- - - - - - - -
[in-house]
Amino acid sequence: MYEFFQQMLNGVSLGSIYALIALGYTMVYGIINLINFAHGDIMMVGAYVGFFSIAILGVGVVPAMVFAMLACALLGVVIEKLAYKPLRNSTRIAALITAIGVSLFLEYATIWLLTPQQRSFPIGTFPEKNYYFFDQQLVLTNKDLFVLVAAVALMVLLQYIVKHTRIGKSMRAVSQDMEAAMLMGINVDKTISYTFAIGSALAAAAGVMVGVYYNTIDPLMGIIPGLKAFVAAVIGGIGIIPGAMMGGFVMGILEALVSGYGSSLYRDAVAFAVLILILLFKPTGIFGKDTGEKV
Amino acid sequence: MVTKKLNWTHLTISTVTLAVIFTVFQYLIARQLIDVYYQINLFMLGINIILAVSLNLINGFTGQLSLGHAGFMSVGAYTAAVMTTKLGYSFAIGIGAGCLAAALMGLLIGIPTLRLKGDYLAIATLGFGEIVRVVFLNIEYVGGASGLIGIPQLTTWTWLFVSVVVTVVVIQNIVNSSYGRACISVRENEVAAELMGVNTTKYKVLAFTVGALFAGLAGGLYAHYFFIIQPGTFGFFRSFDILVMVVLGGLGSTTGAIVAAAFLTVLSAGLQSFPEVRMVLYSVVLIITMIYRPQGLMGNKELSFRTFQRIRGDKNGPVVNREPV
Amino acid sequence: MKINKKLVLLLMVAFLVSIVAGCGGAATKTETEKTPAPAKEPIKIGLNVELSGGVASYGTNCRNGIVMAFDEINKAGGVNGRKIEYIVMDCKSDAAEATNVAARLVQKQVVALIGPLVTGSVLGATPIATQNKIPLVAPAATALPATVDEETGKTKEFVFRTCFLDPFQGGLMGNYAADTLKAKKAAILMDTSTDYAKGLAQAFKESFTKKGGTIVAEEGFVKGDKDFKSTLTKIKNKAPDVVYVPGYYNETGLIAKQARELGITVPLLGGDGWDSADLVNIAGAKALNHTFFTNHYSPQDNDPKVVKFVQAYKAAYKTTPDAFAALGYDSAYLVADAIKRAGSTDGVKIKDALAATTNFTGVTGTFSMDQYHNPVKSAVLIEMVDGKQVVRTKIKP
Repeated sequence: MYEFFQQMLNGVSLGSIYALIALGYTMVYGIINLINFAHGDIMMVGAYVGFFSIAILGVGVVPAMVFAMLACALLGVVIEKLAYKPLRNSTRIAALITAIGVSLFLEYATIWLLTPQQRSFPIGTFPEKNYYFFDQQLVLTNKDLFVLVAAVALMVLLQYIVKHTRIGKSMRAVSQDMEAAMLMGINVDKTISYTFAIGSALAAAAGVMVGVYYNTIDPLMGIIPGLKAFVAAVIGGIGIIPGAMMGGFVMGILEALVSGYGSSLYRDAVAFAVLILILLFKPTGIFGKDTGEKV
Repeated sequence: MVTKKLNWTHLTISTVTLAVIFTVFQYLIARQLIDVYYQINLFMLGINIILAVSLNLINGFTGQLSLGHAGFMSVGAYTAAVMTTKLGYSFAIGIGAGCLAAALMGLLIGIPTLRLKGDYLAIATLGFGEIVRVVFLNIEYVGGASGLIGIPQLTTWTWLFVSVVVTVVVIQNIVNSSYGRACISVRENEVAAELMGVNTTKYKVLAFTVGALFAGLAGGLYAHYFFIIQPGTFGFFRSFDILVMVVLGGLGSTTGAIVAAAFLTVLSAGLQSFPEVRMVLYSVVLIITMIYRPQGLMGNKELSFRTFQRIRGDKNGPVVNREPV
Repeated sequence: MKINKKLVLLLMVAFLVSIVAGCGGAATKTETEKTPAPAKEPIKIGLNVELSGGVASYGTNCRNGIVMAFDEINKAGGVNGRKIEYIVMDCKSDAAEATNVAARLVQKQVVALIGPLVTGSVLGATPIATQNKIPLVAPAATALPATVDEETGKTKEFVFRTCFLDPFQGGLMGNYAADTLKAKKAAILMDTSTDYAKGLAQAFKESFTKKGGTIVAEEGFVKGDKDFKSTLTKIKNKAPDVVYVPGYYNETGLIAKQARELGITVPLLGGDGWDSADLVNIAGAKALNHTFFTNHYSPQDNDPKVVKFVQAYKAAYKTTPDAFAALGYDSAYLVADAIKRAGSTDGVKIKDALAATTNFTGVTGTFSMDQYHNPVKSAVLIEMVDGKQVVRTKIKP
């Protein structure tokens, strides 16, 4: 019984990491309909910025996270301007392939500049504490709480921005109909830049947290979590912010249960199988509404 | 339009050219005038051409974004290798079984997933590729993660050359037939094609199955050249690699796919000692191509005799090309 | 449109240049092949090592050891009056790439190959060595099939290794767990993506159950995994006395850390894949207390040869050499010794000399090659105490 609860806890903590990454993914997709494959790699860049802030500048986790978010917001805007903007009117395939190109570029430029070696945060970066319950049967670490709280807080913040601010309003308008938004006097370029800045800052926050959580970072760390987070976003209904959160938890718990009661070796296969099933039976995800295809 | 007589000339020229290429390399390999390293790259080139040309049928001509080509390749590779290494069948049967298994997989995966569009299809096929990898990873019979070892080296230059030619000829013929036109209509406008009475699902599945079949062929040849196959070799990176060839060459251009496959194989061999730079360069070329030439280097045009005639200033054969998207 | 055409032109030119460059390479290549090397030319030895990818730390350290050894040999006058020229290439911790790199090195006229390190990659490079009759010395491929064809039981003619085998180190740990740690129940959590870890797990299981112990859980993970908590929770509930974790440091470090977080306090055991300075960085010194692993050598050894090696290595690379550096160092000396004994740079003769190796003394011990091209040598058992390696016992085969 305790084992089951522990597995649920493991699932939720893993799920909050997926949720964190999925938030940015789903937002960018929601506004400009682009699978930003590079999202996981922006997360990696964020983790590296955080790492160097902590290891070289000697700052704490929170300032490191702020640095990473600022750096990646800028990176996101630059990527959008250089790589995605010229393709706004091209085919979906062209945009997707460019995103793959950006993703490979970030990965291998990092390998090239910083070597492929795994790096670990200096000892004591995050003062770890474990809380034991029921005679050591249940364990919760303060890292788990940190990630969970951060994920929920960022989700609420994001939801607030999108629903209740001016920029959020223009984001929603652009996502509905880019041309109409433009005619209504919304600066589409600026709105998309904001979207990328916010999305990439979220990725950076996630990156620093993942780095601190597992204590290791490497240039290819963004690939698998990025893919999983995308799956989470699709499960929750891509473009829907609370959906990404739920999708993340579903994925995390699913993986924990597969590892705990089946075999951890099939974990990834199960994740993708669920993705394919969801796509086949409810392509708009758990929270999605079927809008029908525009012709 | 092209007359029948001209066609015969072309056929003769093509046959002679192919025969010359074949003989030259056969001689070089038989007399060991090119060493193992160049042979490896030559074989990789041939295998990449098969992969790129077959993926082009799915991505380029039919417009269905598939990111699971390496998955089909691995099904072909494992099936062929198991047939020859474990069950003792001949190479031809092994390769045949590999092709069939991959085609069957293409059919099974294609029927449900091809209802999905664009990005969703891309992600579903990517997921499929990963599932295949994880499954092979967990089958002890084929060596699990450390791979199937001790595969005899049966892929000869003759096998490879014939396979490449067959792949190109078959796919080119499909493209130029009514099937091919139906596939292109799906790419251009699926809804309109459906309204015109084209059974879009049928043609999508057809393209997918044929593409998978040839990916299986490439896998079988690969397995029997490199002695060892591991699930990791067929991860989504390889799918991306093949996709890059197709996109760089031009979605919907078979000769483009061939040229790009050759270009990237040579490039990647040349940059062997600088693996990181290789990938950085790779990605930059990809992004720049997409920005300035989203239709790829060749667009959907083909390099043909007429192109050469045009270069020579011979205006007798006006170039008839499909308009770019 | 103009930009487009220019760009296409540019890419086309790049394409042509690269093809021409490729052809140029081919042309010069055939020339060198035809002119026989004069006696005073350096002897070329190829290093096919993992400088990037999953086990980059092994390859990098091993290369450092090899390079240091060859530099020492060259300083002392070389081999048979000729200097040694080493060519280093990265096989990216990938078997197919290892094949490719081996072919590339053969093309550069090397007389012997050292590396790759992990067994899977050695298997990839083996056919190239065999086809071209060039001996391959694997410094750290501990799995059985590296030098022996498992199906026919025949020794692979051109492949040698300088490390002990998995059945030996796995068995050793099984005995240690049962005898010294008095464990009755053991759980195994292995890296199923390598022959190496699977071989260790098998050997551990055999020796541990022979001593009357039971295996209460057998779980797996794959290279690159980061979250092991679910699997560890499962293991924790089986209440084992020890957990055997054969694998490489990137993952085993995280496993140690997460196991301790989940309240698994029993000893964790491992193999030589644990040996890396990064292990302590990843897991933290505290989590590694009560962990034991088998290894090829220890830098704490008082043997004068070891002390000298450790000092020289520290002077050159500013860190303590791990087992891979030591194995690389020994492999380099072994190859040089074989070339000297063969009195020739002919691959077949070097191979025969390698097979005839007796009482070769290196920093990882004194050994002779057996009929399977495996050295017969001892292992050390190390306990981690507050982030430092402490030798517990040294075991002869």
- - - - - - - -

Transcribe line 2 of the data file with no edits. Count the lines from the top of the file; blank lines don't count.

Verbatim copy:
Amino acid sequence: MYEFFQQMLNGVSLGSIYALIALGYTMVYGIINLINFAHGDIMMVGAYVGFFSIAILGVGVVPAMVFAMLACALLGVVIEKLAYKPLRNSTRIAALITAIGVSLFLEYATIWLLTPQQRSFPIGTFPEKNYYFFDQQLVLTNKDLFVLVAAVALMVLLQYIVKHTRIGKSMRAVSQDMEAAMLMGINVDKTISYTFAIGSALAAAAGVMVGVYYNTIDPLMGIIPGLKAFVAAVIGGIGIIPGAMMGGFVMGILEALVSGYGSSLYRDAVAFAVLILILLFKPTGIFGKDTGEKV